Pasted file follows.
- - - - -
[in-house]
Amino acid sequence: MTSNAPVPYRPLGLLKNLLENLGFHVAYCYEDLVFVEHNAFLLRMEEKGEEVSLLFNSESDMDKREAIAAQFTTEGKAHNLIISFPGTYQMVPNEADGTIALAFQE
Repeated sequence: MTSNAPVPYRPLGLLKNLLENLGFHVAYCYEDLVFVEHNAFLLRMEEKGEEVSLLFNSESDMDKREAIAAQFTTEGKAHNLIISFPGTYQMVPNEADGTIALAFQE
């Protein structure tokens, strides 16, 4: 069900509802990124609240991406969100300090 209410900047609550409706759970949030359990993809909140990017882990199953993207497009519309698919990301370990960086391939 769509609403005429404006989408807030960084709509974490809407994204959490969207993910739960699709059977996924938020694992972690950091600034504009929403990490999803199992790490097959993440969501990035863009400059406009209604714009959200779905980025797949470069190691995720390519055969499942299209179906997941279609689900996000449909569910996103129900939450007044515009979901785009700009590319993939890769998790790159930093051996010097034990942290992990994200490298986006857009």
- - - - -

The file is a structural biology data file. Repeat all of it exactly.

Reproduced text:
[in-house]
Amino acid sequence: MTSNAPVPYRPLGLLKNLLENLGFHVAYCYEDLVFVEHNAFLLRMEEKGEEVSLLFNSESDMDKREAIAAQFTTEGKAHNLIISFPGTYQMVPNEADGTIALAFQE
Repeated sequence: MTSNAPVPYRPLGLLKNLLENLGFHVAYCYEDLVFVEHNAFLLRMEEKGEEVSLLFNSESDMDKREAIAAQFTTEGKAHNLIISFPGTYQMVPNEADGTIALAFQE
């Protein structure tokens, strides 16, 4: 069900509802990124609240991406969100300090 209410900047609550409706759970949030359990993809909140990017882990199953993207497009519309698919990301370990960086391939 769509609403005429404006989408807030960084709509974490809407994204959490969207993910739960699709059977996924938020694992972690950091600034504009929403990490999803199992790490097959993440969501990035863009400059406009209604714009959200779905980025797949470069190691995720390519055969499942299209179906997941279609689900996000449909569910996103129900939450007044515009979901785009700009590319993939890769998790790159930093051996010097034990942290992990994200490298986006857009």